The ‘classical’ stripe:
This is by far the best known of all kinds of stripes on awnings. The classical stripe is a simple combination of one colour with a white or cream.
The ‘neo-classical’ stripe:
This is a subtle evolution from the classical stripe. The neo-classical style plays on repeating 2 stripes with a thin coloured line to brighten up the design.
The ‘fancy’ stripe:
The general public are particularly fond of this style. Multicoloured, soft, bright or contrasting, our fancy stripes are the fruit of top level stylistic research.
The ‘jacquard’ stripe:
The jacquard technique, widely used for fabrics used on furniture, gives delicate and colourful patterns.
Above all, colour is a question of perception.
In reality, colours are produced by rays of light. Light rays are absorbed and/or reflected by the body they fall on. The degree of absorption and reflection gives a certain length of light wave. These waves are made up of different steps that correspond to each of the colours.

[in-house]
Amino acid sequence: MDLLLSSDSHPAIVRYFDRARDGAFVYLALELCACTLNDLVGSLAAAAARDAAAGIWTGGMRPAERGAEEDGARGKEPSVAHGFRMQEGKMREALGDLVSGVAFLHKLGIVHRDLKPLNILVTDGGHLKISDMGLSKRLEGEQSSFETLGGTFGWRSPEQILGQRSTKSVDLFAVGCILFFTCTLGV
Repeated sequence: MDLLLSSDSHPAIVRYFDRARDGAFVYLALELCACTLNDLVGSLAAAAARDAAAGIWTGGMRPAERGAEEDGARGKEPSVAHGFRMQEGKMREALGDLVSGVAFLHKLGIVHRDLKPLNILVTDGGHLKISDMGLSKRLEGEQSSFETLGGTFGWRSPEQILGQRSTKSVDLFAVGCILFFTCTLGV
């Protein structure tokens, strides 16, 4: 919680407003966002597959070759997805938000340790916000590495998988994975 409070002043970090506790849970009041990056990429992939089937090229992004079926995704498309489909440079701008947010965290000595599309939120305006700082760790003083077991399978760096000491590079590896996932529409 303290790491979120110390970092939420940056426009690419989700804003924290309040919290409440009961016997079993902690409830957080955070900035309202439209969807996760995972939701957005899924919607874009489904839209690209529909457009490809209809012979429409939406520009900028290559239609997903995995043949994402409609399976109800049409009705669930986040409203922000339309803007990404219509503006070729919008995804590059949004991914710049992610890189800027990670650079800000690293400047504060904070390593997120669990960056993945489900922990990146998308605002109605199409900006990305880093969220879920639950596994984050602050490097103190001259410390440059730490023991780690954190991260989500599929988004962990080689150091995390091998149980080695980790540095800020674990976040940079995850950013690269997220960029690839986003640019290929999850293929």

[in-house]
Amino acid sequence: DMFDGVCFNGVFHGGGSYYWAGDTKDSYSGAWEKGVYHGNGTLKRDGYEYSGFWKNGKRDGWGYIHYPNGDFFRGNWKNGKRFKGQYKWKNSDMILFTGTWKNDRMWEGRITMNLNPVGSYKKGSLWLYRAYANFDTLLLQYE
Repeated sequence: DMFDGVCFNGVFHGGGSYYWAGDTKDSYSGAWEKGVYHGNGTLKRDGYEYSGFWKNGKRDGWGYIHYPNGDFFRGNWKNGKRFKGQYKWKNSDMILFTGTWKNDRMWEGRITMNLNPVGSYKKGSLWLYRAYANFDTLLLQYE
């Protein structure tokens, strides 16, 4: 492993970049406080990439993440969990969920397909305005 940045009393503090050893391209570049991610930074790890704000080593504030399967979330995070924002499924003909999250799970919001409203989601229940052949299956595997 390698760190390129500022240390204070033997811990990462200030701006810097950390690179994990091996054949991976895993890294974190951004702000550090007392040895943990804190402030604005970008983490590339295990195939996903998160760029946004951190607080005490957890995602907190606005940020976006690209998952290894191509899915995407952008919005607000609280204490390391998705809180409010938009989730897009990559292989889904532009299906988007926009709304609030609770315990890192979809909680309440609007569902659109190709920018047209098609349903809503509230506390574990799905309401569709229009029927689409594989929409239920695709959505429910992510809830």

Colour is also a question of interpretation.
People see colours differently depending on their culture and environment. Orange does not conjure up the same ideas in France, the Netherlands and the United States. In Europe, shades such as white and beige make spaces bigger and enhance brightness. Yellow, orange and red are warm colours, whereas blue and green are soothing and make areas seem cooler. There are a multitude of words to describe colours and many names of colours to go with their descriptions.
Harmonies of colour:
The choice of a colour is rarely left to chance. Conscious or subconscious choices are made according to various rules. To understand these rules it is necessary to remember that there are two types of colour: primary colours (Primary yellow, Magenta and Cyan), which, when mixed together, give secondary colours (Green, Orange and Violet).
All of these colours are laid down in a chromatic circle. To create harmonies, complementary colours are used with the help of this circle. There are several combinations possible, as shown in the diagram above.